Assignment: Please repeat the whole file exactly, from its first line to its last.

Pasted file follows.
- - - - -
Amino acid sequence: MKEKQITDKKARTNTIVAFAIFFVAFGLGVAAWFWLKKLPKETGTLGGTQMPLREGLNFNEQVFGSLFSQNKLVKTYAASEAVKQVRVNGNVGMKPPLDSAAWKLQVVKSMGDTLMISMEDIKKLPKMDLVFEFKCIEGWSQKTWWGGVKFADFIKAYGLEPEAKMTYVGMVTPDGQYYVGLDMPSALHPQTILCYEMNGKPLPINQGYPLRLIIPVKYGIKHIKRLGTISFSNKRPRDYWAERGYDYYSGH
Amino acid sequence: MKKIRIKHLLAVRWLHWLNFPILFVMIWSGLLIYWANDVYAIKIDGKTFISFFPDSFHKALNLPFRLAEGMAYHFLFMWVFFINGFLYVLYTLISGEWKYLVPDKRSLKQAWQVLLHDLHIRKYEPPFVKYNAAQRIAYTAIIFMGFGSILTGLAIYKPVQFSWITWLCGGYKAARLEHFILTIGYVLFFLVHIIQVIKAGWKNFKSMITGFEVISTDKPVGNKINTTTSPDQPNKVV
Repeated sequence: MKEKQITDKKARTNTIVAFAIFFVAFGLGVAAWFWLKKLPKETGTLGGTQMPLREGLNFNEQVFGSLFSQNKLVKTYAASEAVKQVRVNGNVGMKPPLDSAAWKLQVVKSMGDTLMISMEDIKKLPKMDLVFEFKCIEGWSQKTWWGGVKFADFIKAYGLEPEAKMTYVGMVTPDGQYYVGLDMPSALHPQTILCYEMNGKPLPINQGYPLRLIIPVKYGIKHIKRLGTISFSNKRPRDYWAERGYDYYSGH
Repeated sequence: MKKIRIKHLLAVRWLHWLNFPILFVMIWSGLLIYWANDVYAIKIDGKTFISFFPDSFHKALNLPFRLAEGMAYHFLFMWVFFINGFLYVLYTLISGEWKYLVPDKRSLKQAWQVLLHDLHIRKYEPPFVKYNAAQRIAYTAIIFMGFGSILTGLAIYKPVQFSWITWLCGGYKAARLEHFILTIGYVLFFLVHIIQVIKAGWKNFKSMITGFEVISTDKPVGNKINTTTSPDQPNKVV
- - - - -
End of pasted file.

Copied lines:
Amino acid sequence: MKEKQITDKKARTNTIVAFAIFFVAFGLGVAAWFWLKKLPKETGTLGGTQMPLREGLNFNEQVFGSLFSQNKLVKTYAASEAVKQVRVNGNVGMKPPLDSAAWKLQVVKSMGDTLMISMEDIKKLPKMDLVFEFKCIEGWSQKTWWGGVKFADFIKAYGLEPEAKMTYVGMVTPDGQYYVGLDMPSALHPQTILCYEMNGKPLPINQGYPLRLIIPVKYGIKHIKRLGTISFSNKRPRDYWAERGYDYYSGH
Amino acid sequence: MKKIRIKHLLAVRWLHWLNFPILFVMIWSGLLIYWANDVYAIKIDGKTFISFFPDSFHKALNLPFRLAEGMAYHFLFMWVFFINGFLYVLYTLISGEWKYLVPDKRSLKQAWQVLLHDLHIRKYEPPFVKYNAAQRIAYTAIIFMGFGSILTGLAIYKPVQFSWITWLCGGYKAARLEHFILTIGYVLFFLVHIIQVIKAGWKNFKSMITGFEVISTDKPVGNKINTTTSPDQPNKVV
Repeated sequence: MKEKQITDKKARTNTIVAFAIFFVAFGLGVAAWFWLKKLPKETGTLGGTQMPLREGLNFNEQVFGSLFSQNKLVKTYAASEAVKQVRVNGNVGMKPPLDSAAWKLQVVKSMGDTLMISMEDIKKLPKMDLVFEFKCIEGWSQKTWWGGVKFADFIKAYGLEPEAKMTYVGMVTPDGQYYVGLDMPSALHPQTILCYEMNGKPLPINQGYPLRLIIPVKYGIKHIKRLGTISFSNKRPRDYWAERGYDYYSGH
Repeated sequence: MKKIRIKHLLAVRWLHWLNFPILFVMIWSGLLIYWANDVYAIKIDGKTFISFFPDSFHKALNLPFRLAEGMAYHFLFMWVFFINGFLYVLYTLISGEWKYLVPDKRSLKQAWQVLLHDLHIRKYEPPFVKYNAAQRIAYTAIIFMGFGSILTGLAIYKPVQFSWITWLCGGYKAARLEHFILTIGYVLFFLVHIIQVIKAGWKNFKSMITGFEVISTDKPVGNKINTTTSPDQPNKVV